Motoring Africa: Sustainable Automotive Industrialization

Building Entrepreneurs, Creating Jobs, and Driving the World’s Next Economic Miracle

Edward T. Hightower

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What is Sustainable Industrialization?

Industrialization is when businesses and governments collaborate to put in place the factors of production–raw materials, energy, supply chain, appropriately skilled labor, logistics, infrastructure, and public policy–to enable and support the success of a given industry. This partnership between the private and public sector occurs in the most successful examples of industrialization. Entrepreneurs and other businesspeople recognize a market opportunity that could result if they were to locate a production facility or warehouse in a particular region. The people who live in the region see an opportunity to use their skills and talents in perhaps a more productive way. The local government sees the potential opportunity for job creation and a tax base, and offers to help. The help could come in the form of investment and tax incentives, education and training support at the local community college, public land leases, or roads, sewers, power lines, and other infrastructure development. If the region implementing an industrialization strategy has previously only operated in the farming or livestock businesses, the energy infrastructure may not be in place to support manufacturing. In most cases the nearest utility provider must be part of the private-public partnership to enable the industry to flourish in the region.
All around the world and throughout history, periods of industrial development have followed generations of farming as the main driver of the economy in a region. Industrialization typically also involves the workers in a society trading in a relatively limited number of farming jobs for a significantly larger number of higher-paying jobs in factories, yielding growth in employment opportunities. These transformations in how the local population works also lead to mass numbers moving away from rural areas and making their homes in growing urban centers.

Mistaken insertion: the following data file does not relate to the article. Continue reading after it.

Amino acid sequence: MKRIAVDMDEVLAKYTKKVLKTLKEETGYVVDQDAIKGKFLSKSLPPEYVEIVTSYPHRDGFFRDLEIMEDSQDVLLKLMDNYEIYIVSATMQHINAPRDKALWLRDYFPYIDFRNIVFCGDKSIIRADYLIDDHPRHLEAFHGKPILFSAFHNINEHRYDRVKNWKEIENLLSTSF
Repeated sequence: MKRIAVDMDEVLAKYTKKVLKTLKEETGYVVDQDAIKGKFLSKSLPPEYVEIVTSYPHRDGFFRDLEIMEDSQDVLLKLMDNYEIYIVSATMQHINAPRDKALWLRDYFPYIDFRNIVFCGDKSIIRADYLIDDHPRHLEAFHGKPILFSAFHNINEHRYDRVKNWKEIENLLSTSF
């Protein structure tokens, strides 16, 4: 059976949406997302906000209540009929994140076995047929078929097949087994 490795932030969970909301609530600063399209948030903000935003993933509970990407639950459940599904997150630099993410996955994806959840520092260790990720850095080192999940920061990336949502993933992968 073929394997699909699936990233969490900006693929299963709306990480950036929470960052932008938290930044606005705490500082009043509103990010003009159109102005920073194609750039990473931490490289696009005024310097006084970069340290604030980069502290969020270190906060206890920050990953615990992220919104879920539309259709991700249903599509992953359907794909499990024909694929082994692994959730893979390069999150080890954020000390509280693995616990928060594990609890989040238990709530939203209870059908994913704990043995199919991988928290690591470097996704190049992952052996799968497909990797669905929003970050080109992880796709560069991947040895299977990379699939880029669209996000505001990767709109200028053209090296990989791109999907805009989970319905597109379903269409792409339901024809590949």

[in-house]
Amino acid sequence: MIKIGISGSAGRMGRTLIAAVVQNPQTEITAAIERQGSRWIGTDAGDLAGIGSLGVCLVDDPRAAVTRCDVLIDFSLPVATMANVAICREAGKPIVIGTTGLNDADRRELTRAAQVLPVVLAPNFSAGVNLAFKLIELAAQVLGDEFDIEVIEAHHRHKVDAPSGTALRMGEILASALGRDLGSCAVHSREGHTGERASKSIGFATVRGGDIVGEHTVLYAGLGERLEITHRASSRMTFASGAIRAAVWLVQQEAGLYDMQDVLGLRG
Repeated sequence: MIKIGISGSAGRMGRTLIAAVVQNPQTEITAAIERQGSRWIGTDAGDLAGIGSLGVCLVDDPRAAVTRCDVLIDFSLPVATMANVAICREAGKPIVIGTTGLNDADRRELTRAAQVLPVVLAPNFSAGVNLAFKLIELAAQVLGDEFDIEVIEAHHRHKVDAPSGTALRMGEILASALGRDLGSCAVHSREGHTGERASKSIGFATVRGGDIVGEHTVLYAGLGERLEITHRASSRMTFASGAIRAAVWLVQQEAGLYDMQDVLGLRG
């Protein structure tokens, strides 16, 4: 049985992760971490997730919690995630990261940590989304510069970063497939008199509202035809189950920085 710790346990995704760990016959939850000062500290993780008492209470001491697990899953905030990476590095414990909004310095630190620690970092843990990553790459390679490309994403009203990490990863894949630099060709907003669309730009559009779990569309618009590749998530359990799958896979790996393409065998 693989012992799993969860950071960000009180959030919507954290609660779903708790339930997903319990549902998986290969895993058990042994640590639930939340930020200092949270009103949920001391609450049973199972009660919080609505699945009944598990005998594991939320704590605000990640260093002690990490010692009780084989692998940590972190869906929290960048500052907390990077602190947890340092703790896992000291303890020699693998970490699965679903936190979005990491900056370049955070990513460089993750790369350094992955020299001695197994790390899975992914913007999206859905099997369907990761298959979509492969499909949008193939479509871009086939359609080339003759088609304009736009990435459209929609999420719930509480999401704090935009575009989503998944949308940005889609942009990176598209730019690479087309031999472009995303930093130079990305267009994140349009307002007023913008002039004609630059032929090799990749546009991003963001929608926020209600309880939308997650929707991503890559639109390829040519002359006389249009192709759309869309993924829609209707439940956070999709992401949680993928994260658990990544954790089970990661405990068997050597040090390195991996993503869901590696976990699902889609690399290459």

Sustainable industrialization is the next paradigm for industrialization. It involves a de- liberate set of strategic and tactical actions taken to optimize the discussed factors of product production for the long-term success and profitability of the business, while at the same time ensuring that the business has a positive impact on the environment, society, and local community.
As defined in Motoring Africa, sustainable industrialization consists of four key elements:
• Optimized Productivity & Cost Structure – Elimination of waste throughout the product design and production value chain to optimize profitability and long- term success of the enterprise. Optimizing product cost structure and operations through use of lean enterprise tools and methodologies.
• Green Product and Operations – Optimal use of renewable sources of energy in the product creation, manufacturing, and distribution processes. Use of advanced manufacturing tools and processes. Responsible use of non-renewable energy sources.
• Circular Economy – Implementation of circular economy strategies, i.e., maximizing opportunities for product sharing during its life cycle, and product restoration and repurposing at the end of its life cycle. Circular economy strategies should be factored into the design, manufacturing, distribution, use, and end-of-life reuse and recycling of the product.
• Community Linkages – Responsible management of relationship between the company and the local community and stakeholders. This includes ethical labor practices and responsive community support.

Edward T HightowerEdward Hightower is an accomplished global automotive engineering and business executive, entrepreneur, and now author. He is managing director of Motoring Ventures LLC, a private capital investment, and operations and growth advisory firm.

Previously, Hightower led GM’s $15 billion global crossovers business as executive chief engineer and vehicle line executive; and served in leadership roles at BMW and Ford. He also worked as a hands-on management consultant at AlixPartners, LLP. He has extensive experience in Asia, Africa, and Latin America.

Originally from Chicago, Hightower earned a BS in General Engineering from the University of Illinois at Urbana-Champaign and an MBA from the University of Michigan Ross School of Business, where he served as chairman of the Ross Alumni Board of Governors. He is a life member of both Kappa Alpha Psi and the Council on Foreign Relations. Hightower is a fourth-degree Black Belt and certified sensei instructor of Isshinryu karate. He and his family live in metro Detroit, Michigan, USA.

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